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Series: Rhetorical Philosophy and Theory

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Works (9)

TitlesOrder
Breaking Up (at) Totality: A Rhetoric of Laughter by D. Diane Davis
Defining Reality: Definitions and the Politics of Meaning by Edward Schiappa
Gorgias and the New Sophistic Rhetoric by Bruce McComiskey
Kenneth Burke and the Conversation after Philosophy by Associate Professor Timothy W. Crusius
Rhetoric as Philosophy: The Humanist Tradition by Ernesto Grassi
Rhetoric on the Margins of Modernity: Vico, Condillac, Monboddo by Catherine L. Hobbs
Seduction, Sophistry, and the Woman with the Rhetorical Figure by Michelle Ballif
Unending Conversations: New Writings by and about Kenneth Burke by Greig E. Henderson
Writing Genres by Amy J. Devitt

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Series description

Series?!

How do series work?

To create a series or add a work to it, go to a "work" page. The "Common Knowledge" section now includes a "Series" field. Enter the name of the series to add the book to it.

Works can belong to more than one series. In some cases, as with Chronicles of Narnia, disagreements about order necessitate the creation of more than one series.

Tip: If the series has an order, add a number or other descriptor in parenthesis after the series title (eg., "Chronicles of Prydain (book 1)"). By default, it sorts by the number, or alphabetically if there is no number. If you want to force a particular order, use the | character to divide the number and the descriptor. So, "(0|prequel)" sorts by 0 under the label "prequel."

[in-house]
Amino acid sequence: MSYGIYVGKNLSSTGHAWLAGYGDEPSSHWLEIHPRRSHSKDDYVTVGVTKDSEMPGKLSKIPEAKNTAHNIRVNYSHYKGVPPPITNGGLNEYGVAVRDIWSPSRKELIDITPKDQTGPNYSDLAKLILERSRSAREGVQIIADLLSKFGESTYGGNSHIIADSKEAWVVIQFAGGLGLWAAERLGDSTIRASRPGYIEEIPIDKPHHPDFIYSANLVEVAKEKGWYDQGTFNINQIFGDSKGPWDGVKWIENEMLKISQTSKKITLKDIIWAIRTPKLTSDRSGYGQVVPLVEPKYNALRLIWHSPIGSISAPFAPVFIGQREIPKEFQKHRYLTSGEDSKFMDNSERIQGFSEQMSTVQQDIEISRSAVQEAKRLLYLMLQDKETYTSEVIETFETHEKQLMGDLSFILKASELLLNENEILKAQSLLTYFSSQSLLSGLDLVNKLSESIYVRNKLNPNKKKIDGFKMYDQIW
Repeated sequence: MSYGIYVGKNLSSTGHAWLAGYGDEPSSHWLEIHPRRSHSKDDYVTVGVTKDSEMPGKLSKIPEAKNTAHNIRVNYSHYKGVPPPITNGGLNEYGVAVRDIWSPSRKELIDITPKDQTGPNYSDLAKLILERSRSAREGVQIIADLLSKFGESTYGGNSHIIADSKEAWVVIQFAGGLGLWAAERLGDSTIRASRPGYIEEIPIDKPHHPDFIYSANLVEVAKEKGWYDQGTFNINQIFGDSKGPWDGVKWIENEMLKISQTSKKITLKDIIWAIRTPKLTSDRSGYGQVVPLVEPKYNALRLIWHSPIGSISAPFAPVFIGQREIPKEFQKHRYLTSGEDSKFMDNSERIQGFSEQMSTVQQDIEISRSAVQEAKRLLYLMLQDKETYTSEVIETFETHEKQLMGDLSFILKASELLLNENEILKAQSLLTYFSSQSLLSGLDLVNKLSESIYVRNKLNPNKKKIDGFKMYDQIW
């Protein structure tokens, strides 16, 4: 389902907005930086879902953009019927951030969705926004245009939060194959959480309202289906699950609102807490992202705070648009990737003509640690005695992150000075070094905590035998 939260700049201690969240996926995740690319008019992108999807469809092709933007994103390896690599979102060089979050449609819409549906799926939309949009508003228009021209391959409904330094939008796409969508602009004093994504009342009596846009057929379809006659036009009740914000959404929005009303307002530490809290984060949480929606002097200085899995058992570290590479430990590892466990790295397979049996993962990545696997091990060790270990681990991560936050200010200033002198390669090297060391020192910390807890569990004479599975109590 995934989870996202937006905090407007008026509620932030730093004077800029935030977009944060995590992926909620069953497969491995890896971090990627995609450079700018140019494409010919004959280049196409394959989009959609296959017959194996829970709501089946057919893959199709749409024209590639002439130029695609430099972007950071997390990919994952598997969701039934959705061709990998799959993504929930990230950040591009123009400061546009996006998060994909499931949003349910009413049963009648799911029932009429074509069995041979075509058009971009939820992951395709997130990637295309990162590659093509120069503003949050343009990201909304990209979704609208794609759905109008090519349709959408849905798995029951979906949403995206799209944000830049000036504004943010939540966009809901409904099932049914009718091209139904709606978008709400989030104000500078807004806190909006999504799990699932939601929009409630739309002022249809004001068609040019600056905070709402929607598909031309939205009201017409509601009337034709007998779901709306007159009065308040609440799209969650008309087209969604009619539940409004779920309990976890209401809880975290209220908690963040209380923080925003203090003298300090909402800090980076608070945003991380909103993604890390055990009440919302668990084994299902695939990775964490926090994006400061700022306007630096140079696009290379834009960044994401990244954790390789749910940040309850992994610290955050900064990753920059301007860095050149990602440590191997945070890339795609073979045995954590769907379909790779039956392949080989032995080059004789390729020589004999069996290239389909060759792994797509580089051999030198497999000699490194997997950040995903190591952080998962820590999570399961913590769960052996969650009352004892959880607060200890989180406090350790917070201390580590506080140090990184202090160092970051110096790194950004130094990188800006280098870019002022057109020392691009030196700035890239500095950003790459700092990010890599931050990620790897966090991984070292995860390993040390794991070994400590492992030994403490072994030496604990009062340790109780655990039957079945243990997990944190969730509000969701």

What isn't a series?

Series was designed to cover groups of books generally understood as such (see Wikipedia: Book series). Like many concepts in the book world, "series" is a somewhat fluid and contested notion. A good rule of thumb is that series have a conventional name and are intentional creations, on the part of the author or publisher. For now, avoid forcing the issue with mere "lists" of works possessing an arbitrary shared characteristic, such as relating to a particular place. Avoid series that cross authors, unless the authors were or became aware of the series identification (eg., avoid lumping Jane Austen with her continuators).

Also avoid publisher series, unless the publisher has a true monopoly over the "works" in question. So, the Dummies guides are a series of works. But the Loeb Classical Library is a series of editions, not of works.

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AnnaClaire (9)
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